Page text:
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How to enjoy chilly Alaska weather -- before snow arrives (+Photos)

Mike Campbell
Grass is frozen into Potter Marsh on the morning of October 23, 2012.
Loren Holmes photo
Morning light illuminating the Chugach mountains along Turnagain Arm. October 23, 2012
Loren Holmes photo
Sunrise, Turnagain Arm. October 23, 2012
Loren Holmes photo
High-bush cranberries, frozen on the bush at Bird Point. October 23, 2012
Loren Holmes photo
Frozen grass and fresh snow at Bird Point. October 23, 2012
Loren Holmes photo
Frost covers trees at Bird Point. October 23, 2012
Loren Holmes photo
Frosty foliage at Bird Point. October 23, 2012
Loren Holmes photo
Frozen mudflats at Bird Point. October 23, 2012
Loren Holmes photo
Frozen mudflats at Bird Point. October 23, 2012
Loren Holmes photo
Frozen mudflats at Bird Point. October 23, 2012
Loren Holmes photo
A frosty morning landscape at Bird Point. October 23, 2012
Loren Holmes photo
Fresh snow on the mountains along Turnagain Arm. October 23, 2012
Loren Holmes photo
Sunrise at Bird Point. October 23, 2012
Loren Holmes photo
Frozen grass loses its layer of frost to the rising sun at Bird Point. October 23, 2012
Loren Holmes photo
Sunrise at Bird Point. October 23, 2012
Loren Holmes photo

Take a drive down Turnagain Arm and marvel in the beauty of the landscape, changing into winter. But better yet, drive down to Bird Point and get out of the car. One word best describes the scene: frosty.

Take a walk, and in the moments between passing cars, enjoy the silence of a landscape settling into winter. The sound of ice crackling beneath your feet, a raven cawing in the distance, frost falling off a branch as you brush past it.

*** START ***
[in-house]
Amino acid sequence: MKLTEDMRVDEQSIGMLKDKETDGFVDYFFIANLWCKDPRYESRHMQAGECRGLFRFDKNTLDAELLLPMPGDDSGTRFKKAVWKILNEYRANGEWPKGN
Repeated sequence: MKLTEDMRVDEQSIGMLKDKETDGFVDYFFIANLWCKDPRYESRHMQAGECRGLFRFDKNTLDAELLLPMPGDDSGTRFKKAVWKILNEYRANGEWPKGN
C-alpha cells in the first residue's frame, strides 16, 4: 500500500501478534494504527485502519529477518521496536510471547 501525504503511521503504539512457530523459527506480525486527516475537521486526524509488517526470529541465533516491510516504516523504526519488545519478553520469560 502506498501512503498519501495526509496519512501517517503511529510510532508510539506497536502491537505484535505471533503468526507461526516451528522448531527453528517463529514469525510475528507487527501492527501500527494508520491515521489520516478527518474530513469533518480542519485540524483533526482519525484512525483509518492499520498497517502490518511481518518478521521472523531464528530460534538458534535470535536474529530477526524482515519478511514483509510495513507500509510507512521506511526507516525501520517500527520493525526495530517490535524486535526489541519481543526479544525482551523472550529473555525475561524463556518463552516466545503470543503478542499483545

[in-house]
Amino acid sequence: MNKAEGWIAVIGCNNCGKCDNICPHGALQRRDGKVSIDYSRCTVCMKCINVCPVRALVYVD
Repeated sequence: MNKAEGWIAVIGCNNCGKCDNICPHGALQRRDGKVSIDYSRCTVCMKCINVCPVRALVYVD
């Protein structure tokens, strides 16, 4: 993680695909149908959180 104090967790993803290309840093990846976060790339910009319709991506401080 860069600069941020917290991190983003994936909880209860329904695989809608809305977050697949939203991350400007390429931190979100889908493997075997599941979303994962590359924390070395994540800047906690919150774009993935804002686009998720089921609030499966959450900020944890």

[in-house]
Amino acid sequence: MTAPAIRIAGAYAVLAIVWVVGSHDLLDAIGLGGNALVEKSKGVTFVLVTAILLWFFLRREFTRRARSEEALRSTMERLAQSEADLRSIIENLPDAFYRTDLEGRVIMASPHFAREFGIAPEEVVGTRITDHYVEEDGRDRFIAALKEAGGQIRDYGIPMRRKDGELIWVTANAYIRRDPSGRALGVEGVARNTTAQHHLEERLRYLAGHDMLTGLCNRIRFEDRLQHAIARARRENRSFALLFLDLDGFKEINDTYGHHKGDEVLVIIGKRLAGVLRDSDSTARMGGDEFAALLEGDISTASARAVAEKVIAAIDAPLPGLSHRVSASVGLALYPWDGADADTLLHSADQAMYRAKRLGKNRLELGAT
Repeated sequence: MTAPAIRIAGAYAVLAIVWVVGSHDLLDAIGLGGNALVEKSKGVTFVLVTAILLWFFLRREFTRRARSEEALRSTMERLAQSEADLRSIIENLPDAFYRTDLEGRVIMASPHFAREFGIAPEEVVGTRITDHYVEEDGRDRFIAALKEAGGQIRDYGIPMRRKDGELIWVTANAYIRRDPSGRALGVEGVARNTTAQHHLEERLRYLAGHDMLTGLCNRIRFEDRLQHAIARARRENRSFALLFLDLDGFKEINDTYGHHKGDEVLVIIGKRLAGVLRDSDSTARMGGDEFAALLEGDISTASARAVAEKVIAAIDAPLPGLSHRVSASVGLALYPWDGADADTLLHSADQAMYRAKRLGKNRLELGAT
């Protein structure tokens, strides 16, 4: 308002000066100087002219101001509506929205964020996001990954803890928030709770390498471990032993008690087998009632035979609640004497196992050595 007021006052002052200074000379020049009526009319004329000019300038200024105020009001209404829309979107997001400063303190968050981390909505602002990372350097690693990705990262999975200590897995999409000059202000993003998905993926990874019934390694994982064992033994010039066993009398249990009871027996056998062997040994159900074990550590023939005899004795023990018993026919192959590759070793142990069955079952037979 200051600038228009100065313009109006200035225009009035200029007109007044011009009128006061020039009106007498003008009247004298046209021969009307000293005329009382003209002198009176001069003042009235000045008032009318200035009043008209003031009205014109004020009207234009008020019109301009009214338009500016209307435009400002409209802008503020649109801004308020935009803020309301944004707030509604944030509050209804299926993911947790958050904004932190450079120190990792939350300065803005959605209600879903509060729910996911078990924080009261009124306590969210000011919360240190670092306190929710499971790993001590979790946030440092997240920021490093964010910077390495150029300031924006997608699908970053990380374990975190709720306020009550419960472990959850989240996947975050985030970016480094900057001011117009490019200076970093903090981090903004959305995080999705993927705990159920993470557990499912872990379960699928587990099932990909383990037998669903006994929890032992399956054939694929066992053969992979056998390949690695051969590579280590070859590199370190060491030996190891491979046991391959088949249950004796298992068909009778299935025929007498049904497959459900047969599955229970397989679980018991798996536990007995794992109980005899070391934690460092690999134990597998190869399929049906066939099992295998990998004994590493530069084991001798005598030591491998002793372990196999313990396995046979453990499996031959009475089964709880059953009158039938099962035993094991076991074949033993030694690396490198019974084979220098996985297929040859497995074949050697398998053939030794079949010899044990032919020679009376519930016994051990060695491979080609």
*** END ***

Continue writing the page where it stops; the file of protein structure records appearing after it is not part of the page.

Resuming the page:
Look close and see the kaleidoscope that new snow makes on frozen grass when illuminated by the rising sun. Look across the water and trace the patterns of new snow on the distant mountains. Take a break from the hectic city and enjoy one of the wild places in our backyard. Before the snow flies, the cold weather freezes patterns into the landscape.

If you’ve got a few hours, a hike down the Turnagain Arm Trail can be the perfect bookend to the season. Typically, the 9.4-mile trail from Potter Marsh to Windy Corner is among the first in Anchorage to dry out each spring. But by late fall, all the leaves are down, revealing wide-open vistas of Turnagain Arm and the Kenai Mountains across the water.

The three miles between Potter and McHugh Creek include about 1,000 feet of elevation gain. Less than a mile in, a bench overlooks the Turnagain Arm. Moose can be plentiful in this portion of the trail.

Watch for views of the North and South Suicide peaks. About halfway, look down at Beluga Point on the shore of Turnagain Arm. Toward the end of your hike, there’s a nice rock ledge that offers views of Windy Corner and the town of Hope on the other side of the Arm. You're probably most likely to spot a Dall sheep near Windy Corner.

Contact Mike Campbell at mcampbell(at)alaskadispatch.com